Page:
Occasionally, with eyes open, you can stumble upon something hidden in plain sight. It may even be something of unique beauty – something that didn’t mean much in years past.
Lou Reed and the Velvets were pretty important in a sometimes-wild youth for me. Less understandable was his stuff after the 1970s. I’d give albums after Coney Island Baby a few spins, but it always sounded awkward, his crooning over occasionally-pretty melodies.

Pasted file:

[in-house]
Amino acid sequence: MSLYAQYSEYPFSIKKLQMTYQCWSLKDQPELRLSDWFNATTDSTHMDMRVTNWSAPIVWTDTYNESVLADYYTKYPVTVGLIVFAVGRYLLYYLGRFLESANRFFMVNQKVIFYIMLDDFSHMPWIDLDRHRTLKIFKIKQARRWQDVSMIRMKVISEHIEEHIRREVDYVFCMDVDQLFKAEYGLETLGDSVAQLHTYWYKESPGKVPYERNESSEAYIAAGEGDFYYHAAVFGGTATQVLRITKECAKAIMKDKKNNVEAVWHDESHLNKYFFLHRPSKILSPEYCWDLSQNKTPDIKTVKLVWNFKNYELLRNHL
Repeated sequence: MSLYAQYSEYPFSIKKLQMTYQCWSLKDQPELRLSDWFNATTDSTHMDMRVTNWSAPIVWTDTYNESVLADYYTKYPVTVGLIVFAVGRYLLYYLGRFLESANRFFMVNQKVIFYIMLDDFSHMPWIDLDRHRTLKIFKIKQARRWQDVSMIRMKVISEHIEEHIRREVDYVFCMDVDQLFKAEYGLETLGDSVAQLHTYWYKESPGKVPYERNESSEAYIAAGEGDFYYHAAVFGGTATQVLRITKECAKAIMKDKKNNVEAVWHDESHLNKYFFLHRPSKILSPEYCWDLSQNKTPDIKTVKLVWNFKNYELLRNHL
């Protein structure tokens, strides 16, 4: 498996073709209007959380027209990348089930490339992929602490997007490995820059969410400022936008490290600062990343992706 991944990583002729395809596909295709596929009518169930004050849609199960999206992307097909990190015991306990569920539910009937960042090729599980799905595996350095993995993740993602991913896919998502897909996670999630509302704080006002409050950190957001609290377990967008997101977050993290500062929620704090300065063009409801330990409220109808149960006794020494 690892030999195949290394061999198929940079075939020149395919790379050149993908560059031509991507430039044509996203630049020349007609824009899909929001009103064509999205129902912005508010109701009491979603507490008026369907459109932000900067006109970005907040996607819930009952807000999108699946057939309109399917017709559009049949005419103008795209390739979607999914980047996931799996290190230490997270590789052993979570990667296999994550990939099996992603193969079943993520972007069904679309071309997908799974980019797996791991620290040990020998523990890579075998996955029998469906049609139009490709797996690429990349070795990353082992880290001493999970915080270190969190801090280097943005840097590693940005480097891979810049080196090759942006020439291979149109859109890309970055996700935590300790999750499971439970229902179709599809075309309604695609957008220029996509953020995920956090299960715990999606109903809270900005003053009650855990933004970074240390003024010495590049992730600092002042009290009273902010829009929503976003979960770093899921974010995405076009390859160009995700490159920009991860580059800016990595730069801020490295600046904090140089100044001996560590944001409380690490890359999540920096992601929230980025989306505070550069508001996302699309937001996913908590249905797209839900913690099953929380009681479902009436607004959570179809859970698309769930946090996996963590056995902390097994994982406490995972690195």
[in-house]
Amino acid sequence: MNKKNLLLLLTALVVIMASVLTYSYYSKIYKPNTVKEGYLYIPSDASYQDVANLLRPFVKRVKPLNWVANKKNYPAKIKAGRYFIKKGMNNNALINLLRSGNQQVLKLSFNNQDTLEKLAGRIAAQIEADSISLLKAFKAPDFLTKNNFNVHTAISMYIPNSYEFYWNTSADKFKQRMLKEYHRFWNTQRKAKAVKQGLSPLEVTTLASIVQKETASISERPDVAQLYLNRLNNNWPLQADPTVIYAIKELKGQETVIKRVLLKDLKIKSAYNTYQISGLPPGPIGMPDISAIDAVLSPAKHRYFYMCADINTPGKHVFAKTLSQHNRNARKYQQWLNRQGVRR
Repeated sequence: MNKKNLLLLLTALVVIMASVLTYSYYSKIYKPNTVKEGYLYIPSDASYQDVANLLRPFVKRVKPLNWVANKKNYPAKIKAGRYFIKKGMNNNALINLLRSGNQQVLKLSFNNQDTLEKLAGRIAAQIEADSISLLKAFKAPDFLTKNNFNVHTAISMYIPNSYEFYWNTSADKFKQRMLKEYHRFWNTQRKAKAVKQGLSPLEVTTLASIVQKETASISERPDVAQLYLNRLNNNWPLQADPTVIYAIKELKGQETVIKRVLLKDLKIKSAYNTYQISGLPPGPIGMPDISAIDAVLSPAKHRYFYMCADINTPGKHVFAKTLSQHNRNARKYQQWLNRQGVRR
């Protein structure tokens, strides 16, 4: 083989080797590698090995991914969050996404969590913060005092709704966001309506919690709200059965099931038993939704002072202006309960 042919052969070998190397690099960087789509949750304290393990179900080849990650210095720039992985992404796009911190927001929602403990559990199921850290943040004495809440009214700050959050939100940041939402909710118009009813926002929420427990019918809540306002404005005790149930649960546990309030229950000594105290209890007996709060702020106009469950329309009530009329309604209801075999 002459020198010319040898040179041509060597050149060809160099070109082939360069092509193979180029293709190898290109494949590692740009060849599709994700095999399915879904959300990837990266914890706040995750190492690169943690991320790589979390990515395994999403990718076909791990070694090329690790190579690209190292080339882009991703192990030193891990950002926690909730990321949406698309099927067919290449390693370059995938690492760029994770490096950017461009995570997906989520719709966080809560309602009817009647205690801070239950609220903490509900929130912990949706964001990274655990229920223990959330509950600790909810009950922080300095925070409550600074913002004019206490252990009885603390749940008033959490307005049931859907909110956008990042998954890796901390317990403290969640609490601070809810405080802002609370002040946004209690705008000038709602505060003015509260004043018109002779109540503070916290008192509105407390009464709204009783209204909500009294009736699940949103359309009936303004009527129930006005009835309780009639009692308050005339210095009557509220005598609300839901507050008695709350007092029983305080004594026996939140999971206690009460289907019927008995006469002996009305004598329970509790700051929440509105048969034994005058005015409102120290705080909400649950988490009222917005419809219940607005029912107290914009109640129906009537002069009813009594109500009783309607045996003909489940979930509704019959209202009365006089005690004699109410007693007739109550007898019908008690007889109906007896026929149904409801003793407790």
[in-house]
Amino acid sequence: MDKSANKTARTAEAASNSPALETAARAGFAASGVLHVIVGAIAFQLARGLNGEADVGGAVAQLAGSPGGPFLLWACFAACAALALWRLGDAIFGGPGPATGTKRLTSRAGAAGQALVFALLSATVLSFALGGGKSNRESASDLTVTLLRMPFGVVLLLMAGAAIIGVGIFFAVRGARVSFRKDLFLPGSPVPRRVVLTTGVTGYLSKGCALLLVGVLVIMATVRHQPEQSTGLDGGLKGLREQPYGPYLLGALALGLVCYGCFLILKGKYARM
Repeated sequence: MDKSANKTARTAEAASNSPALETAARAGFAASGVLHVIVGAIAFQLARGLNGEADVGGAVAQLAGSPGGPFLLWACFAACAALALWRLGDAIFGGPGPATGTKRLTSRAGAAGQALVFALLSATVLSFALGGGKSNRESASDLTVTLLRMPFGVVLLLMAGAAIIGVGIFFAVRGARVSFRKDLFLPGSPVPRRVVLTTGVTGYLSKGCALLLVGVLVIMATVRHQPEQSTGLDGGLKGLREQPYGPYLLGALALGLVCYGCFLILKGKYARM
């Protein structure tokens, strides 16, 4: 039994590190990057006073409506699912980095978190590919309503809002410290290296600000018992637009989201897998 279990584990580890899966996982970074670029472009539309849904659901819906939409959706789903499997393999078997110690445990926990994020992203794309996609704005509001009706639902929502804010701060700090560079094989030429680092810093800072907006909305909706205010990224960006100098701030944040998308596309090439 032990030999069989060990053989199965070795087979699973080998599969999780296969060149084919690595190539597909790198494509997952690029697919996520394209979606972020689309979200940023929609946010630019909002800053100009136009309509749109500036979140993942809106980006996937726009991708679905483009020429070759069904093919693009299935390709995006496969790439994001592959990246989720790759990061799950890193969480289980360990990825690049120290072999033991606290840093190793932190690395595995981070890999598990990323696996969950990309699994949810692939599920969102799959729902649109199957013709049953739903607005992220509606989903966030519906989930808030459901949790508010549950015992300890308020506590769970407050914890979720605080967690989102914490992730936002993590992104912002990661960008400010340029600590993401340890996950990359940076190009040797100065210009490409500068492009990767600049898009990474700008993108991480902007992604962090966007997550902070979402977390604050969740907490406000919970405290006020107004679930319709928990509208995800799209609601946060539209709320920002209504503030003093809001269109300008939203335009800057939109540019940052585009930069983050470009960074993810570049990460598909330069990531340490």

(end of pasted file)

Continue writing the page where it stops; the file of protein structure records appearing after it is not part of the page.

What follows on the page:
But this 1982 album, The Blue Mask, which never made much sense in the riotous days of wine and women and song, now makes more sense to a middle-aged guy living in a stone-foundation house with a new daughter in the upstairs bedroom.
Lou sings from his perch west of here, in the untapped wilds of New Jersey around Blairstown. But I am relating very much to his channeling the spirit of a dead mentor, the beauty of a domestic retreat away from the bustle of the city, the “waves of fear” that come from a turbulent world out there, even being an “average guy” out in a baffling America.
I can say I have not fallen down the stairs and slept under a bottle of booze, however.